The clergy of the Archdiocese of Manila said the ease with which lawmakers responded to the call to re-impose death penalty in the country is “alarming.”
In a statement dated August 4, the Manila clergy said while they agree that it is the duty of legislators to enact laws and State policies, they expressed their consternation to the lack of independence and imprudence of some of the lawmakers.
“We see such acts as betrayal of the people’s interests and an implicit support to the creeping authoritarian tendencies exuded by this administration,” the statement read.
While they agree that crime deserves punishment and that the State has authority to administer appropriate punishment to those judged guilty of crimes, the Manila priests cited different reasons why they object to its re-imposition.
One of the reasons they cited is that death penalty does not effectively deter crime.
“What deters crime is the certainty of conviction and the imposition of punishment. What the country needs, therefore, is a reform of the criminal justice system with the eradication of crooked, corrupt and unprincipled practices in law enforcement agencies, judiciary and penal systems,” the priests said.
Death penalty, they said, is also “biased and unfair” even likening it to the dreaded war on drugs which victimizes mostly the poor.
The Manila clergy added that death penalty simply legalizes the extermination of the marginalized in the society.
They said death penalty is also an unjustified form of retribution.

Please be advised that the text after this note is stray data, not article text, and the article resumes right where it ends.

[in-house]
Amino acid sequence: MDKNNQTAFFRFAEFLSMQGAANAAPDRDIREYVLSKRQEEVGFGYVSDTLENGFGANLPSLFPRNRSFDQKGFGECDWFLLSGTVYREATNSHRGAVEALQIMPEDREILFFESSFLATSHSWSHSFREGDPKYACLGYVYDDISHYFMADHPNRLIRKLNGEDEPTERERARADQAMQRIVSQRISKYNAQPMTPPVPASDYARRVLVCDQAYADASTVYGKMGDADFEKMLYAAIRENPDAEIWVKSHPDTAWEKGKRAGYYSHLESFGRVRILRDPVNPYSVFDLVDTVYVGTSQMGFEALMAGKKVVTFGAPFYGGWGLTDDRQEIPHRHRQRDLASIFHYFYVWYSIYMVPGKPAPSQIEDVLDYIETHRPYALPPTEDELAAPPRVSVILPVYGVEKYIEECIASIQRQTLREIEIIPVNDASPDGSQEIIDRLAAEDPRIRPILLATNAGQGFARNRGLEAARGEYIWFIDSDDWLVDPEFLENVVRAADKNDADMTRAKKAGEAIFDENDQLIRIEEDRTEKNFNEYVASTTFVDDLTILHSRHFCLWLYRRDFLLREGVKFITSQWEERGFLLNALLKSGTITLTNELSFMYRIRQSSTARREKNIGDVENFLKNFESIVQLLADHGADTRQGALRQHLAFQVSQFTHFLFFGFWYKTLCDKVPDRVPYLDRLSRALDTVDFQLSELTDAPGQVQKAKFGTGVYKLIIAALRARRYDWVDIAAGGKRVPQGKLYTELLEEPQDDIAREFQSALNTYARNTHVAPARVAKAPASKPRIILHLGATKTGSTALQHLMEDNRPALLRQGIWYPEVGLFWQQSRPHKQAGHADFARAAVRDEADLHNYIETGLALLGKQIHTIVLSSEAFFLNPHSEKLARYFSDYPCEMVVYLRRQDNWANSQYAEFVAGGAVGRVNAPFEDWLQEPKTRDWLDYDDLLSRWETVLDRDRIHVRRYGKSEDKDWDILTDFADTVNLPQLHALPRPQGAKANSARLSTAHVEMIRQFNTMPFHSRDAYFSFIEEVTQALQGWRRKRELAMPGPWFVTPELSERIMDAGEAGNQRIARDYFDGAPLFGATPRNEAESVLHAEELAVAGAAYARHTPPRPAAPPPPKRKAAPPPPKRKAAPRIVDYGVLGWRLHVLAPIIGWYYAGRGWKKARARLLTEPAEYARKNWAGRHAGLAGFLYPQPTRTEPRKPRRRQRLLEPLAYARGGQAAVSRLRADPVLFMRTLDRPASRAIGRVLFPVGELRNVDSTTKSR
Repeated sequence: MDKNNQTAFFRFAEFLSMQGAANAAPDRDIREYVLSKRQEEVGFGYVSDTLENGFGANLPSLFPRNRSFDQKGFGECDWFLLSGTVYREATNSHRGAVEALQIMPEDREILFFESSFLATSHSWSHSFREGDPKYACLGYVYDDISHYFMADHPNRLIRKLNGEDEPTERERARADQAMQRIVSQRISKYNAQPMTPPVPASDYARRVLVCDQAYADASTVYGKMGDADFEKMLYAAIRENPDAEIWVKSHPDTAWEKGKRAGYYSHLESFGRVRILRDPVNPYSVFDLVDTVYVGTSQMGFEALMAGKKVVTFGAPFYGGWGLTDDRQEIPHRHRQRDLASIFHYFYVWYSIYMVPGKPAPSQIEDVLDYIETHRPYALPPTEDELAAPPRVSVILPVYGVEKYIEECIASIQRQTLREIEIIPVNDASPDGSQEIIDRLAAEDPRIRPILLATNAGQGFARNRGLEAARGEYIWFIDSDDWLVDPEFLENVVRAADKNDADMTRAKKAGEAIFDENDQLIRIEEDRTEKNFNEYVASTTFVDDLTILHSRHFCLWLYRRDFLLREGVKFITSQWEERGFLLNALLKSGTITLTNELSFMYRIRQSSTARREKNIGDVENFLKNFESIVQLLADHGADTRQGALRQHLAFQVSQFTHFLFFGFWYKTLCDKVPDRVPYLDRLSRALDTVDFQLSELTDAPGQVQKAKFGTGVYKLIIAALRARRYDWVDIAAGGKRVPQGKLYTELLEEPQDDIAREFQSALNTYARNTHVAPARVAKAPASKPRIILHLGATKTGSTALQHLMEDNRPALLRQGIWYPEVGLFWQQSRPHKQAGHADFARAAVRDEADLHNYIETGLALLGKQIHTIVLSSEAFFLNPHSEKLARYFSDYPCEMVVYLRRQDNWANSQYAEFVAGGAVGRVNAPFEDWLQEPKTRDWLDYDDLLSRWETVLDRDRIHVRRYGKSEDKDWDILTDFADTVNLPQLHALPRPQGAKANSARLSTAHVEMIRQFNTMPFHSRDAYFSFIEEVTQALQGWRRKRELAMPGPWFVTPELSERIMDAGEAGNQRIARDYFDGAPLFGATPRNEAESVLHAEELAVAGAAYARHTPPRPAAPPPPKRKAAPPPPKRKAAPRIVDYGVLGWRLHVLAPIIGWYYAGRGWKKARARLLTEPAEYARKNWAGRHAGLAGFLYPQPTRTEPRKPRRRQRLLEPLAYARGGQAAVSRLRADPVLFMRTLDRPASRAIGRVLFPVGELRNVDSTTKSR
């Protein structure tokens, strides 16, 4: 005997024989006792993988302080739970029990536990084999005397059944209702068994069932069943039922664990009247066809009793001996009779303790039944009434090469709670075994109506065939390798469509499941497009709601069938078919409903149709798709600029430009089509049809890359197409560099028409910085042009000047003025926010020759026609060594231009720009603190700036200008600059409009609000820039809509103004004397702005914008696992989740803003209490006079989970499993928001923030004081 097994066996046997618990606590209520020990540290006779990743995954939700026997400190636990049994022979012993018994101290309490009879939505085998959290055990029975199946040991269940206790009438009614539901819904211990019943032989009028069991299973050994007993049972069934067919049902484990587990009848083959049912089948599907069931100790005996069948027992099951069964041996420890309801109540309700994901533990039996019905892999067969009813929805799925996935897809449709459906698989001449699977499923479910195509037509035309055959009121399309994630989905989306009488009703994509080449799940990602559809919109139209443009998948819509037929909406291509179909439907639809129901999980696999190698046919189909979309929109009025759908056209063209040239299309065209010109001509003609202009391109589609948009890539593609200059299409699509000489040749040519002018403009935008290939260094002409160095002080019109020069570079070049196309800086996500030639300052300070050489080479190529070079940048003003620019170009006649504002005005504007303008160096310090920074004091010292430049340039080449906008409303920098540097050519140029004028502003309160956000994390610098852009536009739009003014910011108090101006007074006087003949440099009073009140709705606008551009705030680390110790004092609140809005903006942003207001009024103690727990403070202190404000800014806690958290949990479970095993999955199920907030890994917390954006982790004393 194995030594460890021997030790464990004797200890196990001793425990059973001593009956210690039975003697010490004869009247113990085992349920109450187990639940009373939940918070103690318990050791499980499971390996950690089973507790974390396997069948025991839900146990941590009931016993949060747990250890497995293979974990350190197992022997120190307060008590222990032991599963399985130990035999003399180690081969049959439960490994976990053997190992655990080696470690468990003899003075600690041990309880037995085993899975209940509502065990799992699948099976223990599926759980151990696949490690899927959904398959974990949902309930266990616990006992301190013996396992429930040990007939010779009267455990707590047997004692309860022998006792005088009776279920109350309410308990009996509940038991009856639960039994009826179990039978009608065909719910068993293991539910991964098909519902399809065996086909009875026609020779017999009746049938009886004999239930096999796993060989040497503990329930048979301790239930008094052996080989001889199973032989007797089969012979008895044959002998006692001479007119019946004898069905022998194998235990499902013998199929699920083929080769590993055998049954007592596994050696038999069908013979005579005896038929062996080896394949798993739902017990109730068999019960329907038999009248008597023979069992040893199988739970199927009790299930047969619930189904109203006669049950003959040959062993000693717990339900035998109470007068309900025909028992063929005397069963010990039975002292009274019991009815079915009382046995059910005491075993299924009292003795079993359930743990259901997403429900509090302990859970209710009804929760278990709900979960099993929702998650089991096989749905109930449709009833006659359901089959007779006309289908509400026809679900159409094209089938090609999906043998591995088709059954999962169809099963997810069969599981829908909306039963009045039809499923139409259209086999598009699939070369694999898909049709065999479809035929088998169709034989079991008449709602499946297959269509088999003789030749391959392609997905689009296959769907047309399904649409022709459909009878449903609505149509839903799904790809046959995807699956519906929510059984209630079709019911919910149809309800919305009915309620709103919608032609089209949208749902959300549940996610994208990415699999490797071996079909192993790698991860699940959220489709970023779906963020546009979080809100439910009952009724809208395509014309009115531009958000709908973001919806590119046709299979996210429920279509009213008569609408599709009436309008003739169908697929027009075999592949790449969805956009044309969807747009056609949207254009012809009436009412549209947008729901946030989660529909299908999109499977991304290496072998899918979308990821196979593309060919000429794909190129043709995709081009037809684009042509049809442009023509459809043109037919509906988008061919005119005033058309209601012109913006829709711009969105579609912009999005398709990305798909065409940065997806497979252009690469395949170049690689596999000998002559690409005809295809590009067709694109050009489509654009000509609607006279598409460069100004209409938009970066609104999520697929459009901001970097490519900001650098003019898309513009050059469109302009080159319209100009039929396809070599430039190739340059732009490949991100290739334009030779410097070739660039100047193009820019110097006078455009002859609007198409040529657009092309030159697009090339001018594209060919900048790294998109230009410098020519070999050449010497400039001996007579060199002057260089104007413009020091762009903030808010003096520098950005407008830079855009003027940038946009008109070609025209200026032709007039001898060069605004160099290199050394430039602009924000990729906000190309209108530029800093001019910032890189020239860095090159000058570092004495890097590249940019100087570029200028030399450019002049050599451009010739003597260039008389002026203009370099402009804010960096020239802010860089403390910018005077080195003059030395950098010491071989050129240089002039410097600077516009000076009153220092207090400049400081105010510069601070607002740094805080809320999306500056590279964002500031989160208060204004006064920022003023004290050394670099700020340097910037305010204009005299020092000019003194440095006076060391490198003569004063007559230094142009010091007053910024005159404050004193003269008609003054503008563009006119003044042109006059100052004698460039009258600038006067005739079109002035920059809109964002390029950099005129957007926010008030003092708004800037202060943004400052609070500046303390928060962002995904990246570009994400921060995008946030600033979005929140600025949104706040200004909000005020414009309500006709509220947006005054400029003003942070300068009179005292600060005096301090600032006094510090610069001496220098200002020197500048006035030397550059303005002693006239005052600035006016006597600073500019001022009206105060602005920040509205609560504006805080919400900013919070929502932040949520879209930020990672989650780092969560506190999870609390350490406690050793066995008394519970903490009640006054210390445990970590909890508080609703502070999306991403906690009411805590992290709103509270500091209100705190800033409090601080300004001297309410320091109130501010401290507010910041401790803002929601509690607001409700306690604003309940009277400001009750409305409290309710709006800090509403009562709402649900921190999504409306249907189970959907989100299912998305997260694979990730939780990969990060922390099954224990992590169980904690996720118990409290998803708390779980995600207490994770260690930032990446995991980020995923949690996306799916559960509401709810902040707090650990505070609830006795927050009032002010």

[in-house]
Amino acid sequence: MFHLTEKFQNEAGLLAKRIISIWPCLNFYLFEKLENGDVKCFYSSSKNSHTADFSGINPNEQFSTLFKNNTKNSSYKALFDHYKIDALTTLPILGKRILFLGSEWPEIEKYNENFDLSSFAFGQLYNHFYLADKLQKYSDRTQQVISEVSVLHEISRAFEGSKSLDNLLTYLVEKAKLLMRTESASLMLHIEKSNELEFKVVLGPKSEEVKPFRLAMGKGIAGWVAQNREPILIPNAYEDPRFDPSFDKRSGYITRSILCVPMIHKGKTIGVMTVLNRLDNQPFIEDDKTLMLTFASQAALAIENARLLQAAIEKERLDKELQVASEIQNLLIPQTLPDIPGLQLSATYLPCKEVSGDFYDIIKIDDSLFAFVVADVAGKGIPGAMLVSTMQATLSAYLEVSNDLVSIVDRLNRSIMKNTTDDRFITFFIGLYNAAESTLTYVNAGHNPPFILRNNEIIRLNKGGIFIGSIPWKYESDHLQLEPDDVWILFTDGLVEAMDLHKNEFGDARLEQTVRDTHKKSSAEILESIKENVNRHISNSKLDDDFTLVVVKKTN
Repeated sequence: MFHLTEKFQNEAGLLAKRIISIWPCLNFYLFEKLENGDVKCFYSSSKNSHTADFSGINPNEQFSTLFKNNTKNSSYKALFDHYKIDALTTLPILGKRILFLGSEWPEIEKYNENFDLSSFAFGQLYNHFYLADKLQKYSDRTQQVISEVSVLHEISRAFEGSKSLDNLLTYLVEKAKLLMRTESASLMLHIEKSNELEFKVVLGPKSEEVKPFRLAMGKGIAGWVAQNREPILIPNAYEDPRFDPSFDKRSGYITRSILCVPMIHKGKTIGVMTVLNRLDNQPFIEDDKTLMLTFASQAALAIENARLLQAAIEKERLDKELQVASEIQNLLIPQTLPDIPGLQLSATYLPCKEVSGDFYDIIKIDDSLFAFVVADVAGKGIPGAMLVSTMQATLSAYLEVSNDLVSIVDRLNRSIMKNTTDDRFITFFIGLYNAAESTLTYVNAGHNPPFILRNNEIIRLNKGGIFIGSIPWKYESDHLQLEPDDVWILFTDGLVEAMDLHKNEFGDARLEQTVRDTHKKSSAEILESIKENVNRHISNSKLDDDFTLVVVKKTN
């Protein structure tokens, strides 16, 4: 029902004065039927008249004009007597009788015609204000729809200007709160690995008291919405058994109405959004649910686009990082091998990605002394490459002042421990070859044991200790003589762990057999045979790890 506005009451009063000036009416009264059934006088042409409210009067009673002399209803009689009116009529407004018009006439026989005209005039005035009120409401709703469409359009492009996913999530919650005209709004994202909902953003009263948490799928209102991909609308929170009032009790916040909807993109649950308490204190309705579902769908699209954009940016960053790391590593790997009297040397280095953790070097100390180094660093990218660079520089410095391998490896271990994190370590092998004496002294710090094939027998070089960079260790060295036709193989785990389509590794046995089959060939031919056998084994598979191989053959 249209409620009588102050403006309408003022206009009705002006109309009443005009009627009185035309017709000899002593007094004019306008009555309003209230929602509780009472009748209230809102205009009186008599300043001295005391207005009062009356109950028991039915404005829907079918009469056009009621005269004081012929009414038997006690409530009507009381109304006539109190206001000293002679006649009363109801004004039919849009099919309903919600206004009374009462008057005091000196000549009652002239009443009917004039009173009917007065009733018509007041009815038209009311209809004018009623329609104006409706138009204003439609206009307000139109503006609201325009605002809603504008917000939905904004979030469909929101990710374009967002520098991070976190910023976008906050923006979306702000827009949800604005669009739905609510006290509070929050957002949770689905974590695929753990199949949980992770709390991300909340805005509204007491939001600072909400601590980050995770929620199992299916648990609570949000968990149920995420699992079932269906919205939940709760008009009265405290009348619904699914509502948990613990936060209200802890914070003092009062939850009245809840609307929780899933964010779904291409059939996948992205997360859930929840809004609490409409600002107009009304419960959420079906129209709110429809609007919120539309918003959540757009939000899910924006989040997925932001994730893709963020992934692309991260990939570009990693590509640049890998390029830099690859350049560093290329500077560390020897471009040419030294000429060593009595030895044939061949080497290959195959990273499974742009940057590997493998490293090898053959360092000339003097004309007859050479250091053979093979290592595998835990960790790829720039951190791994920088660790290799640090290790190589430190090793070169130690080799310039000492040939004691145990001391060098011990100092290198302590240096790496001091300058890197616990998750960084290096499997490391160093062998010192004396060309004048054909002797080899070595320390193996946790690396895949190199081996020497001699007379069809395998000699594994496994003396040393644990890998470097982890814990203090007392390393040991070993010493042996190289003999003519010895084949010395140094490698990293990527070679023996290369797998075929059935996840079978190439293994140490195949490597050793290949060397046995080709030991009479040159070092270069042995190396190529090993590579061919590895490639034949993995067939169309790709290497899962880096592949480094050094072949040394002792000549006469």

“We believe that only God has the right to take life away from us. Hence, we condemn criminals who took the lives of their victims and they must be punished for it,” said the priests.
But punishment, they said, should not anymore include death saying there are other means already available to punish criminals and to protect society from them.
The Manila priests also cited the fallibility and imperfection of the country’s justice system as another reason why they reject capital punishment.
They said as pastors, they recognize the heartache, distress, anguish experienced by victims of violent crimes; deeply empathized with them, and want to help them in their search for justice.
“However, our support for victims and their families does not oblige us to push for the re-imposition of the penalty of death,” the clergy said.
Instead, they said, they want to call the attention of the country’s leaders and lawmakers to make every effort to “establish a system of justice that brings restoration and harmony and not death.”
The House Committee on Justice on Wednesday revived the hearings on death penalty bills weeks after President Duterte called for its re-imposition.